School farms essential for students' food security

School farms essential for students' food security

Access to food in our senior high schools (SHSs) is crucial for the creation of a conducive learning environment.


Many student protests in SHSs stem from food shortages, highlighting the need to address this issue. 

The Daily Graphic, therefore, commends the Ministry of Food and Agriculture for including SHSs in the Planting for Food and Jobs programme since its inception.

Since the launch of PFJ in 2017, over 100 SHSs and approximately 10 public and private universities have been enrolled.

Recently, the ministry introduced PFJ2.0 which offers comprehensive support to SHSs interested in farming. 

Schools can receive grants and essential inputs such as seeds and fertiliser through this initiative.

It is encouraging that the ministry is actively engaging SHSs in the PFJ2.0 programme, especially considering the vast unused lands many schools possess.

By utilising these lands for farming, schools can achieve self-sufficiency in food production and potentially generate income. 

The ministry's commitment to supporting school farming is a step towards enhancing food security and promoting agricultural education among students.

Hopefully, its focus on large-scale commercial farming within organised bodies such as educational institutions can improve the programme’s sustainability and reduce repayment challenges compared to individual farmers.

Utilising platforms such as the Ghana Agriculture and Agribusiness Platform (GhAAP) for monitoring can enhance accountability and traceability in the programme’s implementation.

It is essential for the registration process under PFJ2.0 to be stringent to prevent fraud and ensure successful investment recoupment.

Transparency in the programme’s operations is crucial to avoid past issues with credit facilities. 

While digital tracking of farmers can aid monitoring efforts, vigilance is necessary to prevent misuse or delays in repayment.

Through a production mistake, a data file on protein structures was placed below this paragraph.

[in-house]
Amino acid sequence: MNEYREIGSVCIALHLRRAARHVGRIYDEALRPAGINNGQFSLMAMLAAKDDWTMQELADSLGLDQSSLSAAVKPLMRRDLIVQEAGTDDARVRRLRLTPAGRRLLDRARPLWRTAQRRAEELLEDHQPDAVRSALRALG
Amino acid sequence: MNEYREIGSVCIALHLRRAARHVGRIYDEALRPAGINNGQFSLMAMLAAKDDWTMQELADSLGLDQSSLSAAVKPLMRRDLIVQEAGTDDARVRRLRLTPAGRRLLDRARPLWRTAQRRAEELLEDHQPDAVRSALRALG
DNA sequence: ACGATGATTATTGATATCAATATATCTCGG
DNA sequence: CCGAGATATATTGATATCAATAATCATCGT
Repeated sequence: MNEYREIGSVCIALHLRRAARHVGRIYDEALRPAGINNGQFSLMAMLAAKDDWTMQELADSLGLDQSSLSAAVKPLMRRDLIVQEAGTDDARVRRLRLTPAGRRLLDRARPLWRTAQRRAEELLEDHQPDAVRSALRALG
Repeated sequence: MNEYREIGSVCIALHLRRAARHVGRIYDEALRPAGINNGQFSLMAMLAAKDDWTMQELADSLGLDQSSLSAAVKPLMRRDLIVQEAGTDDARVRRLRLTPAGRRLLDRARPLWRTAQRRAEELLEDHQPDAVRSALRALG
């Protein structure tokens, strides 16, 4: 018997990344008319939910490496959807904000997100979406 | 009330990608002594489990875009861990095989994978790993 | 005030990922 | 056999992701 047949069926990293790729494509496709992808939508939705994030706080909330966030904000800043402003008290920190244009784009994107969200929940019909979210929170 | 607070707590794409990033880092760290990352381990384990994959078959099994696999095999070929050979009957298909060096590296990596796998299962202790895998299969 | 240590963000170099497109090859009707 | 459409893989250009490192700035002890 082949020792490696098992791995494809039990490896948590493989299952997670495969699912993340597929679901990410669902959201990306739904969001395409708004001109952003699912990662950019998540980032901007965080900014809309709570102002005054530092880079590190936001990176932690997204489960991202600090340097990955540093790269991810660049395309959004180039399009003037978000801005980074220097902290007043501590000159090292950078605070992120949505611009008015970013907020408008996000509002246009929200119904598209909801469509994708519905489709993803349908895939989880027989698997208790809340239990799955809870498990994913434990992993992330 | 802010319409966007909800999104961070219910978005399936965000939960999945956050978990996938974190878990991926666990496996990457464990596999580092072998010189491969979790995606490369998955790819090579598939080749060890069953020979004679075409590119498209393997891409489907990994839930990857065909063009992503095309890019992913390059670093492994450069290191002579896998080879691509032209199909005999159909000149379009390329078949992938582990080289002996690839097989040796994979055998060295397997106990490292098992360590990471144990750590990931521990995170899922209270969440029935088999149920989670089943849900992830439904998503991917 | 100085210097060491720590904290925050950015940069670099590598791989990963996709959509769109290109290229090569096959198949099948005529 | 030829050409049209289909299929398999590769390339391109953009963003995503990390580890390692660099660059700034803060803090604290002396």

The ministry's efforts to involve educational institutions in agricultural activities demonstrate a commitment to foster a culture of farming and entrepreneurship and contribute to national food sufficiency and economic growth.

The Daily Graphic believes that ensuring the sustainability of the programme is crucial, as previous experiences with credit facilities extended to individuals were fraught with challenges which resulted in bad debts.

It is in light of this that the Daily Graphic emphasises the importance of the ministry avoiding such pitfalls, especially in terms of recouping the heavy investment in the form of inputs.

Although the sector minister mentioned that the digital platform would track farmers, some may be savvy in navigating such systems.

 Discrepancies in language and repayment timelines can pose challenges.

Financial institutions have historically been hesitant to lend to farmers due to the high risks associated with farming. 


The programme's inclusion of the Ghana Incentive-Based Risk Sharing System for Agricultural Lending (GIRSAL), a non-banking financial institution, aims to de-risk agricultural financing and promote increased lending to the agricultural sector.

Encouraging all SHSs and universities in the country to participate in the programme will be a significant step towards achieving food sufficiency at the educational and national levels.

While commending the ministry for launching the programme for SHSs, the Daily Graphic suggests that building on existing partnerships with educational institutions that enrolled in the initial phase of PFJ would be beneficial.

There is no need to reinvent the wheel if a programme has already been set in motion successfully.


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